TU and AI

Just look at those spots....which is just what AI will be doing to identify trout.

Trout Unlimited is using AI, you know, artificial intelligence. No, it’s not to write this article (nor any others), and no, it’s not to enhance the photos of trout, nor salmon or steelhead (though that’s tempting). Instead, it’s for the benefit of science as well as curious anglers, which is our nature.

With TU’s recent partnership with OnWater Fish app, we’re committed to helping users connect with community and contribute to conservation. We are doing this through OnWater’s ‘Fishing Access for All’ ethos and an AI-enabled platform called TroutSpotter. Each conservation feature within the app is available for free, and new TU members will receive a free 6-month subscription to onWater+, its premium subscription, to complement their TU membership and have access to all OnWater tools and features. 


But back to the AI component. Imagine the knowledge we could demonstrate if we could identify each individual fish we caught with a simple photograph. We could know the species, get an estimate of the fish’s size, know whether the fish had been caught previously and when and where. (Though this might mean no more fish stories/lies.)

This could empower our entire community of fishers to not only have fun learning more about their fish, but it will also add data to help with science needs like estimating fish population abundance, measuring growth and movement and tracking use of different habitat types.

TroutSpotter is the first platform to identify individual trout from their spotting and body shape patterns – all from one simple photo. This technology is a revolutionary approach to fisheries science and management where fishers can become actively involved in the work of protecting our fisheries while on the water. And scientists will have access to large amounts of data that no matter how many days in the field they couldn’t capture completely.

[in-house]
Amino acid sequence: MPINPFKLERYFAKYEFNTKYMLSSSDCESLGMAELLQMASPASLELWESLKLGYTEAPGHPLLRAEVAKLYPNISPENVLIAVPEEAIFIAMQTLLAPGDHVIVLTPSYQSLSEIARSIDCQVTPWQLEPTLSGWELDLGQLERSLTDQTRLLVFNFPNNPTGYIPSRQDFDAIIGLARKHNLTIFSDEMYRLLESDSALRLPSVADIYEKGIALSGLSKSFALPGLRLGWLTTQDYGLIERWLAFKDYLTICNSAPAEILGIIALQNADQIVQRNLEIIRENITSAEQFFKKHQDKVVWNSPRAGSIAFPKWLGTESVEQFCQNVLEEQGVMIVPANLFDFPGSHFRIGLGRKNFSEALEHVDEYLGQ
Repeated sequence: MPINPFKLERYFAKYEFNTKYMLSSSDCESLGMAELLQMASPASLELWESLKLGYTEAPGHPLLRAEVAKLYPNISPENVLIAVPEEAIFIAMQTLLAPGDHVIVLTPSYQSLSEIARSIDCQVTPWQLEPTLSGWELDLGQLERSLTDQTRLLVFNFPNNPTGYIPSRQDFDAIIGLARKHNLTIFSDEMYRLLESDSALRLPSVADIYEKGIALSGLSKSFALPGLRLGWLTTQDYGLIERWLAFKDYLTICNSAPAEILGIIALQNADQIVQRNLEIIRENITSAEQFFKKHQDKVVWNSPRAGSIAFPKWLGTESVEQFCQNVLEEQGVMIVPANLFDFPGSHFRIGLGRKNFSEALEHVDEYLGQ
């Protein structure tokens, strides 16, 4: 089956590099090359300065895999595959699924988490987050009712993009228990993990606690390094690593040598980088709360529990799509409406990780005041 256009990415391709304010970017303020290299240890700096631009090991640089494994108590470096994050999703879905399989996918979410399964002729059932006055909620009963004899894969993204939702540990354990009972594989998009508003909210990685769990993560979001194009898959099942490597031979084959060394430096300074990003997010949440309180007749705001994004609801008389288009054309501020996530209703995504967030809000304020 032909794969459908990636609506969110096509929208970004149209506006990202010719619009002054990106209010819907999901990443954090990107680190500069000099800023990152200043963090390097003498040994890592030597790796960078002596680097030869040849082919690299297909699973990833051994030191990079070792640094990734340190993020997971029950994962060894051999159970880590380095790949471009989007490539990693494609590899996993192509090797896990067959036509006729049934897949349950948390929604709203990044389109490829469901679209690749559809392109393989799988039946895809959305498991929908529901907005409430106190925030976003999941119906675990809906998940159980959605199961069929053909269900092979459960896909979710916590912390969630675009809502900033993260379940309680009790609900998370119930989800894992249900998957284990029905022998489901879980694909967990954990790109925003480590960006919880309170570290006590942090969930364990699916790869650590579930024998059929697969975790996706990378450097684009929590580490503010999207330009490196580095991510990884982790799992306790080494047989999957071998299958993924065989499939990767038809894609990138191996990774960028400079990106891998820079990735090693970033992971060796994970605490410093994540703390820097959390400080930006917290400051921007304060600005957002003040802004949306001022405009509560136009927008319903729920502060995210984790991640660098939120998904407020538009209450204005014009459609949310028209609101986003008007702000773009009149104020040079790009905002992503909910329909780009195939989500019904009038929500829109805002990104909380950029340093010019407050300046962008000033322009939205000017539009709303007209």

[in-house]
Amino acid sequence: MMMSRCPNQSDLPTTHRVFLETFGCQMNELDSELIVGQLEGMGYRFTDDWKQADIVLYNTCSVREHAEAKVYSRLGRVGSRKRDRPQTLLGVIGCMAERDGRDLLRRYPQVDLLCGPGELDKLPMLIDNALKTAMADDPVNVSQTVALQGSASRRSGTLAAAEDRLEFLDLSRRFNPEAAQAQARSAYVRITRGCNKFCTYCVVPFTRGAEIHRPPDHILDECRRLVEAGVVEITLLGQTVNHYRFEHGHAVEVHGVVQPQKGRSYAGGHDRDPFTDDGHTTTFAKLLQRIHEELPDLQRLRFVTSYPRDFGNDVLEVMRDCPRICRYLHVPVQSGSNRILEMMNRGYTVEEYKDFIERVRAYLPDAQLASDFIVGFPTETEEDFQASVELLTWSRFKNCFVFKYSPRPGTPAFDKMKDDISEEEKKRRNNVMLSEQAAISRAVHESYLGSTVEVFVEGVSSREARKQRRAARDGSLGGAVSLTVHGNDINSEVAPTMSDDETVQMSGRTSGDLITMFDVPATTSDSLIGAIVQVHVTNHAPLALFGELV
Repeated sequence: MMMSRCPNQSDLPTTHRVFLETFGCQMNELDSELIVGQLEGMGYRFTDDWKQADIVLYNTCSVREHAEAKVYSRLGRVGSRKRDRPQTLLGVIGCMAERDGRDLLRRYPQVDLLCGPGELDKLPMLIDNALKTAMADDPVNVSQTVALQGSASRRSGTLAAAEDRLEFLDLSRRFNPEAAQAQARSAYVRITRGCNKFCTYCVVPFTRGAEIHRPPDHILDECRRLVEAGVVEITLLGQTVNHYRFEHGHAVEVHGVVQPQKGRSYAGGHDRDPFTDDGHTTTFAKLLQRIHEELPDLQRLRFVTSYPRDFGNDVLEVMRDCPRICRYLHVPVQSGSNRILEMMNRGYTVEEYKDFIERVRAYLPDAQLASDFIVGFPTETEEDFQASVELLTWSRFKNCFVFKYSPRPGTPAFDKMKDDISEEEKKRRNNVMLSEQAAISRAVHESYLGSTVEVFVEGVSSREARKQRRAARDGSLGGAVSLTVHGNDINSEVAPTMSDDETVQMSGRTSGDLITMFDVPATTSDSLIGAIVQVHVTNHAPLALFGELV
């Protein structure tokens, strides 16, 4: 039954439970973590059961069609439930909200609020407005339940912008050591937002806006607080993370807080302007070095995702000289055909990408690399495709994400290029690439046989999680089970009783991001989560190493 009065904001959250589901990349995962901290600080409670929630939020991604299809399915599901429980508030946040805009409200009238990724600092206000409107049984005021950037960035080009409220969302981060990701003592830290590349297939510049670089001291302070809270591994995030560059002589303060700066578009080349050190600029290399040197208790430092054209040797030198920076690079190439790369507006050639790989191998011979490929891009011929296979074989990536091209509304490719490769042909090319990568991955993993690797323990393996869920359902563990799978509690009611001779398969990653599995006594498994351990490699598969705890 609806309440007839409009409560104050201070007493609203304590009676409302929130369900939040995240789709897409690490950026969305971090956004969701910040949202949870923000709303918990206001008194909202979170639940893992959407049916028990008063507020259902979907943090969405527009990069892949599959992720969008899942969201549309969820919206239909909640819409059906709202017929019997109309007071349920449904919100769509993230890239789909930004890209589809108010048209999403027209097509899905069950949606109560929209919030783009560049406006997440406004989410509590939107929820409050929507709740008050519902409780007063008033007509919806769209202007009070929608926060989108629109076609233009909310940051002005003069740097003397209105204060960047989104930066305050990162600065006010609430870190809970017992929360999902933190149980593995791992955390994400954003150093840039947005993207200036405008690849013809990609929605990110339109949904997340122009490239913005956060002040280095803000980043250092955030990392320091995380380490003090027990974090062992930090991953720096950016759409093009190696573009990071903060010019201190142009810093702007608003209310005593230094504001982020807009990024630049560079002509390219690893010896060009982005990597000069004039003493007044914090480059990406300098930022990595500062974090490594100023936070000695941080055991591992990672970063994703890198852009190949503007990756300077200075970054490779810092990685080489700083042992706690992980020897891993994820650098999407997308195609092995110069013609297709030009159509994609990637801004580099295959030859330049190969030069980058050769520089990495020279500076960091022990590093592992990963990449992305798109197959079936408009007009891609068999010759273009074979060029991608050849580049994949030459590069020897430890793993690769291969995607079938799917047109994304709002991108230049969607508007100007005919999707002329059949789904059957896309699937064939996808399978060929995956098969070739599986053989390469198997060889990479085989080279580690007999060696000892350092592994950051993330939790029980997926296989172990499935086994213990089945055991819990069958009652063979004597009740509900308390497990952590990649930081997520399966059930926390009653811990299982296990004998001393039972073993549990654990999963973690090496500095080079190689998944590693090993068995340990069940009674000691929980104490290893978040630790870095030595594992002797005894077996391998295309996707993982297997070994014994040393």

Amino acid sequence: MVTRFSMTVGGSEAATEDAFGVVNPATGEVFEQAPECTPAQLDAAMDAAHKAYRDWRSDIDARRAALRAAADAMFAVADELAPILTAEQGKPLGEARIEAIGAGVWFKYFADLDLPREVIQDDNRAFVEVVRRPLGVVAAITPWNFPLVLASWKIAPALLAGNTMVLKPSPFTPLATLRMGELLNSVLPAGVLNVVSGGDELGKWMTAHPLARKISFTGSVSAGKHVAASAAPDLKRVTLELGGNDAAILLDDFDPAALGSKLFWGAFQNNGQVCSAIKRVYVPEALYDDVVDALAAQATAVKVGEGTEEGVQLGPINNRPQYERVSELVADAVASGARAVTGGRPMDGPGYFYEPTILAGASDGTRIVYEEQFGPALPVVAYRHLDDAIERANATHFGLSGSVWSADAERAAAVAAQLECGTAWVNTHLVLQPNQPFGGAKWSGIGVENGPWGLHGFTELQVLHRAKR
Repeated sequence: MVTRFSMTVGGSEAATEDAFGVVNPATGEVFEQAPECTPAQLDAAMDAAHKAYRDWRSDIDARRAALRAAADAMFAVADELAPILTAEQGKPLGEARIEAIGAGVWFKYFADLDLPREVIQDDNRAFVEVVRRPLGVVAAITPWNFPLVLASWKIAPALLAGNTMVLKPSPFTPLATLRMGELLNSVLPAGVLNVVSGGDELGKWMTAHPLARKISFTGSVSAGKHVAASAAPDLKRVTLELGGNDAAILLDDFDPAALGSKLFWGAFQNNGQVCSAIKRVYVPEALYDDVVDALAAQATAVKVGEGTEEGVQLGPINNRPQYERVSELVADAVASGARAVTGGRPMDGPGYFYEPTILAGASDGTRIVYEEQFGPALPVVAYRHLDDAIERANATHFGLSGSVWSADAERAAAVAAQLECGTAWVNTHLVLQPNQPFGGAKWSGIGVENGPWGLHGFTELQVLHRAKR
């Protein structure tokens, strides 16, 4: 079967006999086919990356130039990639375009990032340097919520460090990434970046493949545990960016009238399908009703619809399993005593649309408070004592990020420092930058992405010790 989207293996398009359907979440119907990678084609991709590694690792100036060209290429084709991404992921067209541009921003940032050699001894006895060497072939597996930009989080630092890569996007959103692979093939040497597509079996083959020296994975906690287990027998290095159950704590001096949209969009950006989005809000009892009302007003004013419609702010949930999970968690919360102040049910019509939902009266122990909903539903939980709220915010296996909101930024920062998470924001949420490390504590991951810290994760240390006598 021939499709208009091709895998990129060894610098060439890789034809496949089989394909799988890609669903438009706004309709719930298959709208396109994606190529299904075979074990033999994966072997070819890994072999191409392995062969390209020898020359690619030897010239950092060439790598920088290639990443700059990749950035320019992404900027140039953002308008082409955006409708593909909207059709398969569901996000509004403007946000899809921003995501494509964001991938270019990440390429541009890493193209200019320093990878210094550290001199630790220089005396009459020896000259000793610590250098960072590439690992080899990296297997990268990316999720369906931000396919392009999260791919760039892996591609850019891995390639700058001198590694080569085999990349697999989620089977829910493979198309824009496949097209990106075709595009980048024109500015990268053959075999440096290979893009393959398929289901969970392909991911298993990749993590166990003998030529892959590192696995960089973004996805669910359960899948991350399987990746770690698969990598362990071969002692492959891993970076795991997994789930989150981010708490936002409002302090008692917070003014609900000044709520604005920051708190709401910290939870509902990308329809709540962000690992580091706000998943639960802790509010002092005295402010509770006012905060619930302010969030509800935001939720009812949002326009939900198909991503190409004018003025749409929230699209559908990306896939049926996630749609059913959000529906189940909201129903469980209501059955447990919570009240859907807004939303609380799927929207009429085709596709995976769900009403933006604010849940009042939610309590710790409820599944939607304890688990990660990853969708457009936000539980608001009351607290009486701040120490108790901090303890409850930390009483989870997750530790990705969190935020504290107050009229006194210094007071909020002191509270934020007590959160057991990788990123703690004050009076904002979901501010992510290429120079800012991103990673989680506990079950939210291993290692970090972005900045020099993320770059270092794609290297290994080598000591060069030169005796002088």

Brown trout, sure, but the additional info captured will be immensely beneficial for science.

How it works

The initiative was kickstarted in 2022 with support from TU’s Coldwater Conservation Fund, TU Science, and our partners at USGS. This collaboration brought together ideas, expertise and coordination to get such an incredible tool online. Over the last year using photos from USGS, TU and the web, WildMe has been building new trout-oriented AI identification algorithms. WildMe, a research-oriented non-profit, has been at this for species all over the globe from whales to salamanders. And then OnWater developed the mobile app platform that includes their own capability for AI-driven measurements of fish size.

Soon, an angler will be able to submit a photo of the trout they catch, the photo will go directly to WildMe for analysis, and either a unique individual identification or information about the previous capture of the fish will be sent back to the angler.

OnWater also captures other information, like temperature and flows, to accompany each photo. Importantly, catch information will be generalized for the public, so you don’t have to worry about your favorite fishing hole being discovered (no spot-burning!) but the researchers and scientists can access these details behind the scenes.

WildMe also identifies salamanders and much more, but we care about those trout spots.

This platform will be most useful and rewarding for community science when:

  1. there is a useful and tractable science question to answer in an identified geography (i.e., a reasonably closed section of river with ample fishing pressure where recaptures will be likely),
  2. we have a clear champion on the ground (from TU, grassroots or partners) to engage users and ensure data quality and delivery, and
  3. there is an excited TU angling community.

For this reason, and to get the kinks out, this year we are launching the effort in four pilot sites where our on-the-ground champions are already beta testing the app and process: the Rapid River in Maine, the Deerfield River in Massachusetts, the Rapidan River in Virginia, and several rivers in Montana.

But soon, we’ll be able to open the effort up to other places where you or your chapter might have exciting questions, so stay tuned for more information.

Maybe AI will be good for fishing afterall.